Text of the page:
As you begin preparing for the rapidly approaching school year, we felt you might appreciate some tips for increasing your productivity during the busy times ahead. Here are six tips that we’ve found which help us stay efficient and productive during our work days:
Only check your email three times a day (morning, noon, afternoon).
Checking and replying to email can take up a lot of time where, instead of being productive, you’re just answering emails. In addition, you may be prioritizing unimportant tasks above those that matter more to getting work done. Instead of replying to an email the instant it arrives, only check and reply to your emails three times a day. By doing this, you won’t distract yourself from your major projects and will also be able to knock out a lot of emails at once instead of replying to them one-at-a-time.
Schedule your meetings for full one-hour increments.
How many people have asked for a “minute of your time?” Almost no one only wants to speak with you for just a minute. If you schedule all of your meetings for a full hour starting at the beginning of an hour (for example: 8 a.m., 12 p.m., 4 p.m.), then you’ll always know your exact meeting times, plus scheduling for an entire hour will ensure you give the person you’re meeting plenty of time to discuss their issue. In addition, if a meeting ends early, you now have a little extra time to get work done or breathe a little. By scheduling extra time, you’re more likely to stay on schedule and respect the person with whom you’re meeting next by not being late to their meeting.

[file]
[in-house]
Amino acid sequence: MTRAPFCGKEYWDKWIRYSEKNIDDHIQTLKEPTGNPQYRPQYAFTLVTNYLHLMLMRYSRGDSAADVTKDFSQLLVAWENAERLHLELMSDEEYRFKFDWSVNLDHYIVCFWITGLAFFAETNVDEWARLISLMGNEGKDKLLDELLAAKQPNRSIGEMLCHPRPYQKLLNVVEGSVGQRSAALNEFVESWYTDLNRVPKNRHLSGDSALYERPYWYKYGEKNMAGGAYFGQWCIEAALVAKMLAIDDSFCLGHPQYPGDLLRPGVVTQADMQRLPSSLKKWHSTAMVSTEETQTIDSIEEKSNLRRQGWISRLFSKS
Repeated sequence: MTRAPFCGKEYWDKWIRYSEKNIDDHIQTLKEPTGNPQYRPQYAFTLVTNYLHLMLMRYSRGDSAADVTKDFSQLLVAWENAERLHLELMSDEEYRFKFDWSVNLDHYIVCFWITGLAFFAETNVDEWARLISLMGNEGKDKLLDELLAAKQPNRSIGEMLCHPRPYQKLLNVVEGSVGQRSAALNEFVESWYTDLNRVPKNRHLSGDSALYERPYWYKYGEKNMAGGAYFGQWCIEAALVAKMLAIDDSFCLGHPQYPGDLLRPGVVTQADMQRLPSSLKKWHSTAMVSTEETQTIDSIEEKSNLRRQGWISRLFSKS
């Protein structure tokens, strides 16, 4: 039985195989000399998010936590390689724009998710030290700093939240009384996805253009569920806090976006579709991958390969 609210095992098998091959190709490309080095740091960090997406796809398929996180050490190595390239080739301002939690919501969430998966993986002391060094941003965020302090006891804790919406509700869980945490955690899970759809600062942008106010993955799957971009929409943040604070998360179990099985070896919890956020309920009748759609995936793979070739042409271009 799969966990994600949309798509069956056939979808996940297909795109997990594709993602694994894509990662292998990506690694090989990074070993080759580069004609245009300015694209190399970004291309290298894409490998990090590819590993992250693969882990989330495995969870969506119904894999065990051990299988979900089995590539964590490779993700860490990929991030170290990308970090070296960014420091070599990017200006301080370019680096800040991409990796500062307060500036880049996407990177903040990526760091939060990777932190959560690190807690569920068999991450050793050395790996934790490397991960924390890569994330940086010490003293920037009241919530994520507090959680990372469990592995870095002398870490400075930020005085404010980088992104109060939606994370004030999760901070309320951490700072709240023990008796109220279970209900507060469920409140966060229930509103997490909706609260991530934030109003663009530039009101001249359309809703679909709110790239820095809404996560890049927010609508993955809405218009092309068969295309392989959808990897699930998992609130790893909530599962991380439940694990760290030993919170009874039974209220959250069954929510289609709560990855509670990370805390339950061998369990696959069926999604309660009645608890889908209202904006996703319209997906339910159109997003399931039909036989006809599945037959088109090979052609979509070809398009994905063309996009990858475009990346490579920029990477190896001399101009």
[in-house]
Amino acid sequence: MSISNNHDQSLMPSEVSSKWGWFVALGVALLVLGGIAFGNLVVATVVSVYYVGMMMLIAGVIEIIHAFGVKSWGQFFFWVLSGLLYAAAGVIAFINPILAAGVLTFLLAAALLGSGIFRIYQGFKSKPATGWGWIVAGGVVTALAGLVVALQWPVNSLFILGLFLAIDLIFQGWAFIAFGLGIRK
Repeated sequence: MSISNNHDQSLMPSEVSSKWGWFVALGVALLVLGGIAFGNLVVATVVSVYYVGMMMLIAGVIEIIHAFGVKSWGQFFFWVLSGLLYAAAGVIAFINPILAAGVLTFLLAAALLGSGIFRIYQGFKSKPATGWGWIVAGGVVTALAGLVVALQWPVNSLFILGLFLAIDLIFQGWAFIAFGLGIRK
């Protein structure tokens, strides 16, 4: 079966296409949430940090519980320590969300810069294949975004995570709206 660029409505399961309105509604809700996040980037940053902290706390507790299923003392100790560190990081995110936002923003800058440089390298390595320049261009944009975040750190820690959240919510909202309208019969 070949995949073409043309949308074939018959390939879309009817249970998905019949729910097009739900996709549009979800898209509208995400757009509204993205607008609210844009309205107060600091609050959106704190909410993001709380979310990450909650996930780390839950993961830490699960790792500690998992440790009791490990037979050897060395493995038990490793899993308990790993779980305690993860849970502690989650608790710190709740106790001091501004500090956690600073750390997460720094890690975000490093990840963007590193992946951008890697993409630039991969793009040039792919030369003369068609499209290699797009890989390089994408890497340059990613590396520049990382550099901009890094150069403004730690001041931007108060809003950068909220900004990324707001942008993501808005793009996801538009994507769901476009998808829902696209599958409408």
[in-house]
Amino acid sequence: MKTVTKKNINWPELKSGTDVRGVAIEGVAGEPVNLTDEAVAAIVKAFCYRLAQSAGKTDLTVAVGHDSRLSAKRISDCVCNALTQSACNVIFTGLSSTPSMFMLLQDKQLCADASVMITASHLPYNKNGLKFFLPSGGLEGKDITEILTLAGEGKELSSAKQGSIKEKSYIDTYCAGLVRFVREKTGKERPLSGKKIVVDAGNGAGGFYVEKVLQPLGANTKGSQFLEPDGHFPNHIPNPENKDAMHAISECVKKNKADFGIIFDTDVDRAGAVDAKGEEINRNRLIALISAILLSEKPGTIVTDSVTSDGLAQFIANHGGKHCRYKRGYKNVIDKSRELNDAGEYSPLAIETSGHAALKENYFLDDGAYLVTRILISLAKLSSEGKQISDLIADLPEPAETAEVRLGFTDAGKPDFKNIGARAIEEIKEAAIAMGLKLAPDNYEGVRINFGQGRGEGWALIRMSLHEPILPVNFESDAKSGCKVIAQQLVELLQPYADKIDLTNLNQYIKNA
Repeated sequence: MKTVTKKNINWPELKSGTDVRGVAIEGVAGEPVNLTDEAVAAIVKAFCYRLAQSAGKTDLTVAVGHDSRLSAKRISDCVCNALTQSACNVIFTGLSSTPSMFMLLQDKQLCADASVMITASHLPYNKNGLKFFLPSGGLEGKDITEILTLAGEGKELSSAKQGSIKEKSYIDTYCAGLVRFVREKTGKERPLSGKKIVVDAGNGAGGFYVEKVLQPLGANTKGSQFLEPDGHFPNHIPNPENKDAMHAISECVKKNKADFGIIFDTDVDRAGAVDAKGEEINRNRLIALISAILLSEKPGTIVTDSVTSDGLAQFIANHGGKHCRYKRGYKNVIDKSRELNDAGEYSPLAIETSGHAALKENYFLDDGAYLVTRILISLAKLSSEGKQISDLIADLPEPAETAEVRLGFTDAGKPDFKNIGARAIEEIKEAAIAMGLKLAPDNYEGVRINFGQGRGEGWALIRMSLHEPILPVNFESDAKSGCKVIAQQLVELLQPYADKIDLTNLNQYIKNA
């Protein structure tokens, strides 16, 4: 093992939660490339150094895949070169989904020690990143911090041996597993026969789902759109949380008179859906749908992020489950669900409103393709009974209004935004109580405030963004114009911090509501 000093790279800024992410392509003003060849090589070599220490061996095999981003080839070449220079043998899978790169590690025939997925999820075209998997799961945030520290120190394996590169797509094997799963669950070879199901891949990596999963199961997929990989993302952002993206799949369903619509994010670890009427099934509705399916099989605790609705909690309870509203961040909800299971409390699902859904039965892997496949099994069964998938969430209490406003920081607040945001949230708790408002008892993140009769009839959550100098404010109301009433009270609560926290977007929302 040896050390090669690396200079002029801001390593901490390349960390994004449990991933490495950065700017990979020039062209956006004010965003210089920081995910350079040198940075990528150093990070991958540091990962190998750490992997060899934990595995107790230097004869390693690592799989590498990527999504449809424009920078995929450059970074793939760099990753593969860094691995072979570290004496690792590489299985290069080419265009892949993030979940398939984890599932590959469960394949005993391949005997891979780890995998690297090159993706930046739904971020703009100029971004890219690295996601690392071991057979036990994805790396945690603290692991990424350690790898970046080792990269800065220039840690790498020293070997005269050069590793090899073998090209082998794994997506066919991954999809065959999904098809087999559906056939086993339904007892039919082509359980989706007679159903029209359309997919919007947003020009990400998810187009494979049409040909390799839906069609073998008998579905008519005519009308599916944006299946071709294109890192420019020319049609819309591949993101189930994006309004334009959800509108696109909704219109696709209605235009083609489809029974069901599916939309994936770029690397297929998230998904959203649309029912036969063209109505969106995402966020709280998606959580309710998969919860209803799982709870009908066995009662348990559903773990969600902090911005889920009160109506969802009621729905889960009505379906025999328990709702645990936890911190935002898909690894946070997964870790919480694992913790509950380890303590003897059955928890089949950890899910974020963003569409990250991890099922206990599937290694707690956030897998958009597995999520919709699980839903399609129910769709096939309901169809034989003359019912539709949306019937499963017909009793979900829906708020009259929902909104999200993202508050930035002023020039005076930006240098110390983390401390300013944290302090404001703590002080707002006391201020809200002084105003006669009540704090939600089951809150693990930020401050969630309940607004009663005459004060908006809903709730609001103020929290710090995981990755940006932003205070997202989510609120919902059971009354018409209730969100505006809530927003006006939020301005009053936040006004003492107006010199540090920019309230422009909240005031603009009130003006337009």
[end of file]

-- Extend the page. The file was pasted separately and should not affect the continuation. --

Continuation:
Take time to leave your office.
Sitting in your office all day can cause you to stagnate and become less productive. Go for a walk and get your blood flowing. Take a few minutes daily to make face time and just say “hi” to your employees. If you have several buildings, stop by and check in to make sure there aren’t any issues which need your attention. In addition to making your staff feel more appreciated and that you’re part of the team, getting away from your office for a few minutes will rejuvenate you so you can focus on your priority projects when you return.
Wait 12-24 hours to respond to hot-button messages.
Incendiary emails and voicemails can really get our blood boiling, and we will often want to respond immediately. Take a deep breath before replying to an email or returning a phone call. In fact, if you wait at least 12-24 hours before replying, you will be able to think of and consider different approaches to the situation as well as their possible outcomes. When you return to the message, you can now reply calmly knowing that you have given thought to your answer that will defuse the situation rather than aggravate it.
Communicate, communicate, communicate.
Most school districts understand the concept of communicating with their external communities like parents and community groups, but are you talking to internal communities like your teachers and staff? In addition, don’t just talk – ask for feedback from both your internal and external audiences. Your communities can help you know what they think of your district and where you’re headed which will provide you with valuable insights and perspectives you may not have previously considered.
Don’t be afraid to ask for help.
No matter what kind of situation comes your way, chances are you know someone who has encountered and solved the issue. Whenever you need to handle a controversial or complicated problem, reach out to your network and see if someone you know can tell you what pitfalls they may have run into and how they eventually solved the problem. If you can’t find someone to help you, consider reaching out to a consultant firm like edTactics. We have years of experience in education and can help you resolve complicated issues quickly, efficiently, and to the benefit of all participants.
Try out these suggestions and let us know how they work for you! Do you have other tips? Leave a comment or send us an email.
We wish you an exciting and productive school year, and we look forward to hearing about all the great student learning taking place!
Art Edgerly & Eric Jacobson
Co-Founders of edTactics